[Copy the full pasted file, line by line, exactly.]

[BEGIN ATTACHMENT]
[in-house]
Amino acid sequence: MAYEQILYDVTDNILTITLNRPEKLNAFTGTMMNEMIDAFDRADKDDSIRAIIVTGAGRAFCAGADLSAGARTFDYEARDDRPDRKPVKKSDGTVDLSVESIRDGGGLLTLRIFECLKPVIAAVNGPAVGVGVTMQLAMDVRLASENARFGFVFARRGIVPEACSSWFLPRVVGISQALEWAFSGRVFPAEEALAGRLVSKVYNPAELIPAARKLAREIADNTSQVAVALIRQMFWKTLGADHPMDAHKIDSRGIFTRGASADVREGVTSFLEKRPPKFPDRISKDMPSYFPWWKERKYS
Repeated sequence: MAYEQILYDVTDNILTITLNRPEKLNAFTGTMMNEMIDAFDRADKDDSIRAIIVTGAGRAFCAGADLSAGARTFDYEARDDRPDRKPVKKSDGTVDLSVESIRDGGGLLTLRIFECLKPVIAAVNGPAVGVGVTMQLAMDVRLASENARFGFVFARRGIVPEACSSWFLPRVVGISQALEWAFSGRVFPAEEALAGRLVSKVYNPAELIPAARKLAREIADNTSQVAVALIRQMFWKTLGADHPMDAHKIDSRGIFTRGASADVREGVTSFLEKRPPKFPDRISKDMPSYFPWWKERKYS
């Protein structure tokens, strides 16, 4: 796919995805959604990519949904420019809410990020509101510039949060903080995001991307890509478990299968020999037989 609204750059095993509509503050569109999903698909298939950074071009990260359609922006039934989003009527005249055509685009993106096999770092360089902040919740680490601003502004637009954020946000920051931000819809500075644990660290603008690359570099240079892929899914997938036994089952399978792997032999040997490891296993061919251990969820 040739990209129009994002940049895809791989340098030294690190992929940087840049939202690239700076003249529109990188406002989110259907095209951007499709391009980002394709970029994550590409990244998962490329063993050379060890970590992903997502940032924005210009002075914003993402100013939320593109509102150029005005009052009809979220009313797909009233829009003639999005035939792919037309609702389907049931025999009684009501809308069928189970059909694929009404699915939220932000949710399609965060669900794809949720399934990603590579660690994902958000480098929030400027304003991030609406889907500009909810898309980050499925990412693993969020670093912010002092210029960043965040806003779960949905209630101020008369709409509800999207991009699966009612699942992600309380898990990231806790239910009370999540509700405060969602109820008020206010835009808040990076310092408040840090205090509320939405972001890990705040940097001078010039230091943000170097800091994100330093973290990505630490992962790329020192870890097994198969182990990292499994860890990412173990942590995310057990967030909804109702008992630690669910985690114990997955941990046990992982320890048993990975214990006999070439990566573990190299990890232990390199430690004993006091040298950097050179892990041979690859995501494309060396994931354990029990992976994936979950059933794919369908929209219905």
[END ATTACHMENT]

[in-house]
Amino acid sequence: MAYEQILYDVTDNILTITLNRPEKLNAFTGTMMNEMIDAFDRADKDDSIRAIIVTGAGRAFCAGADLSAGARTFDYEARDDRPDRKPVKKSDGTVDLSVESIRDGGGLLTLRIFECLKPVIAAVNGPAVGVGVTMQLAMDVRLASENARFGFVFARRGIVPEACSSWFLPRVVGISQALEWAFSGRVFPAEEALAGRLVSKVYNPAELIPAARKLAREIADNTSQVAVALIRQMFWKTLGADHPMDAHKIDSRGIFTRGASADVREGVTSFLEKRPPKFPDRISKDMPSYFPWWKERKYS
Repeated sequence: MAYEQILYDVTDNILTITLNRPEKLNAFTGTMMNEMIDAFDRADKDDSIRAIIVTGAGRAFCAGADLSAGARTFDYEARDDRPDRKPVKKSDGTVDLSVESIRDGGGLLTLRIFECLKPVIAAVNGPAVGVGVTMQLAMDVRLASENARFGFVFARRGIVPEACSSWFLPRVVGISQALEWAFSGRVFPAEEALAGRLVSKVYNPAELIPAARKLAREIADNTSQVAVALIRQMFWKTLGADHPMDAHKIDSRGIFTRGASADVREGVTSFLEKRPPKFPDRISKDMPSYFPWWKERKYS
């Protein structure tokens, strides 16, 4: 796919995805959604990519949904420019809410990020509101510039949060903080995001991307890509478990299968020999037989 609204750059095993509509503050569109999903698909298939950074071009990260359609922006039934989003009527005249055509685009993106096999770092360089902040919740680490601003502004637009954020946000920051931000819809500075644990660290603008690359570099240079892929899914997938036994089952399978792997032999040997490891296993061919251990969820 040739990209129009994002940049895809791989340098030294690190992929940087840049939202690239700076003249529109990188406002989110259907095209951007499709391009980002394709970029994550590409990244998962490329063993050379060890970590992903997502940032924005210009002075914003993402100013939320593109509102150029005005009052009809979220009313797909009233829009003639999005035939792919037309609702389907049931025999009684009501809308069928189970059909694929009404699915939220932000949710399609965060669900794809949720399934990603590579660690994902958000480098929030400027304003991030609406889907500009909810898309980050499925990412693993969020670093912010002092210029960043965040806003779960949905209630101020008369709409509800999207991009699966009612699942992600309380898990990231806790239910009370999540509700405060969602109820008020206010835009808040990076310092408040840090205090509320939405972001890990705040940097001078010039230091943000170097800091994100330093973290990505630490992962790329020192870890097994198969182990990292499994860890990412173990942590995310057990967030909804109702008992630690669910985690114990997955941990046990992982320890048993990975214990006999070439990566573990190299990890232990390199430690004993006091040298950097050179892990041979690859995501494309060396994931354990029990992976994936979950059933794919369908929209219905």